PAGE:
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BY THE AUTHOR OF THE LADY OF LYONS,'
“PELHAM," THE DISOWNED
* HARPER & BROTHERS, 82 CLIFF-ST.
“Le Comte de Soissons, et le Duc de Bouillon, avaient une bonne armée, et ils savaient la conduire ; et pour plus grande sureté, tandis que cette armée devait s'avancer, on devait assassiner le cardinal et faire soulever Paris
: Les conjurés faisaient un traité avec l'Espagne pour introduire des troupes en France, et pour y. mettre tout en confusion dans une régence qu'on croyait prochaine, et dont chacun esperait profiter
Richelieu avait perdu toute sa faveur, et ne conservait que l'avantage d'être nécessaire. Le oonheur du cardinal voulat encore que le complot fut decouvert, et qu’une copie du traité lui tombât entre les mains."--VOLTAIRE, Hist. Gen.
PREFACE TO RICHELIEU.
The administration of Cardinal Richelieu, whom (despite all his darker qualities) Voltaire and history justly consider the true architect of the French mon. archy and the great parent of French civilization, is characterized by features alike tragic and comic. A weak king, an ambitious favourite ; a despicable con. spiracy against the minister, nearly always associated with a dangerous treason against the state : these, with little variety of names and dates, constitute the event. ful cycle through which, with a dazzling ease and an arrogant confidence, the great luminary fulfilled its destinies. Blended together in startling contrast, we see the grandest achievements and the pettiest agents ; the spy, the mistress, the Capuchin; the destruction of feudalism ; the humiliation of Austria ; the dismember. ment of Spain.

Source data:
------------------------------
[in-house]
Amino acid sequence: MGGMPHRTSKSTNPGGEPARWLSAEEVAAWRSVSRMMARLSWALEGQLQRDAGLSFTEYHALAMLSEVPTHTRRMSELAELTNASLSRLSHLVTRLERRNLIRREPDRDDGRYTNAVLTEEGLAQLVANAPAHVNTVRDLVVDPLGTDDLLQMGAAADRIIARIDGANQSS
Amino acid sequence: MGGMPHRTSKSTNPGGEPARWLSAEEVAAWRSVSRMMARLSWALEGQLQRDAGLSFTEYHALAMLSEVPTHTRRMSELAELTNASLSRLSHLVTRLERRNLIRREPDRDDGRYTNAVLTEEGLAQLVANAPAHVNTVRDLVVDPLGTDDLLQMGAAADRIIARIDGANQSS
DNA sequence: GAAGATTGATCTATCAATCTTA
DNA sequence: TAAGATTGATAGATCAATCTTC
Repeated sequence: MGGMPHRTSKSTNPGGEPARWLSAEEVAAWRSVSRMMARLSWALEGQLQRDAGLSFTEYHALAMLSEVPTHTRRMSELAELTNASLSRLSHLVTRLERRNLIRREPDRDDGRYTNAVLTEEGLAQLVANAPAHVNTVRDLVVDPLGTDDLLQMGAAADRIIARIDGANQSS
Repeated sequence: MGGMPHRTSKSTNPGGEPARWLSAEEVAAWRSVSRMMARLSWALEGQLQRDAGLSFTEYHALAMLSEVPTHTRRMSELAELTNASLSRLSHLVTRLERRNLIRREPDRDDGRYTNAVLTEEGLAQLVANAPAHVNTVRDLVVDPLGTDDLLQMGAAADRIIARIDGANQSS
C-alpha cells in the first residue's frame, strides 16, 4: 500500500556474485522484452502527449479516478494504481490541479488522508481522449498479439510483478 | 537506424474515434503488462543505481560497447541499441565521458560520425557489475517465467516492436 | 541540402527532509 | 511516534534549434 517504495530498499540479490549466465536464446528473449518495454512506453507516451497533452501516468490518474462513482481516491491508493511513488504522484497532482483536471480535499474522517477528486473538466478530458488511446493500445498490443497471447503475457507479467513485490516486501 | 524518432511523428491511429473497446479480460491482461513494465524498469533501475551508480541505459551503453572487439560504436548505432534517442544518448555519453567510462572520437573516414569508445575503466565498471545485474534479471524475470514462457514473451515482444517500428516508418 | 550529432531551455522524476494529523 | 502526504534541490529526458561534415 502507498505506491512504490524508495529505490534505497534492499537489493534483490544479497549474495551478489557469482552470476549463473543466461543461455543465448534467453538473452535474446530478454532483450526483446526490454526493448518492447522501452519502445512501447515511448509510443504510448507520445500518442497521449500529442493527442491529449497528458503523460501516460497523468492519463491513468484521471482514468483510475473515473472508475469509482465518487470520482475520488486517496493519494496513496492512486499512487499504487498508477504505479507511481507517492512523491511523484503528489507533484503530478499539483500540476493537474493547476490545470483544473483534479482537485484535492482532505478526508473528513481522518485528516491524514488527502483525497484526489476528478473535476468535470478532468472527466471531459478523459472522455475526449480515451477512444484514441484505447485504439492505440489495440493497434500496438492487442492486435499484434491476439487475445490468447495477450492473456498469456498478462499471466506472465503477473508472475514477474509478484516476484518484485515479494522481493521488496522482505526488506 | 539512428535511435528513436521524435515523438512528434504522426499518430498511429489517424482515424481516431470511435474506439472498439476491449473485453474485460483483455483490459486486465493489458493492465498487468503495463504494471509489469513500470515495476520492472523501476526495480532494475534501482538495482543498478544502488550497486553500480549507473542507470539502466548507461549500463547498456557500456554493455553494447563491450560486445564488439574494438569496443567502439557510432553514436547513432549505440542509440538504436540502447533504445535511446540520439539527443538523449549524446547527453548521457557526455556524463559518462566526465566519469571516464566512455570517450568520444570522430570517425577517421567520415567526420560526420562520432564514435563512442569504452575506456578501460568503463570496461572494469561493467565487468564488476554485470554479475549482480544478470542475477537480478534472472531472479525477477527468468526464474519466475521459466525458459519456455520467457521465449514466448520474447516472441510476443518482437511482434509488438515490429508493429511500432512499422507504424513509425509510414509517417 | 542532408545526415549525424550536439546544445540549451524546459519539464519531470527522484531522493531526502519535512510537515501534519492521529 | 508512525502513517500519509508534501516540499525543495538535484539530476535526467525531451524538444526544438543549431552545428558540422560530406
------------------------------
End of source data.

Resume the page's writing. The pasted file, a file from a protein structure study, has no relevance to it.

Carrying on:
Richelieu himself is still what he was in his own day, a man of two characters. If, on the one hand, he is justly represented as inflexible and vindictive, crafty and unscrupulous; so, on the other, it cannot be de. nied that he was placed in times in which the long im. punity of every license required stern examples ; that he was beset by perils and intrigues, which gave a certain excuse to the subtlest inventions of self-defence; that his ambition was inseparably connected with a passionate love for the glory of his country; and that, if he was her dictator, he was not less her benefactor. It has been fairly remarked by the most impartial historians, that he was no less generous to merit than severe to crime ; that, in the various de. partments of the state, the army, and the church, he selected and distinguished the ablest aspirants; that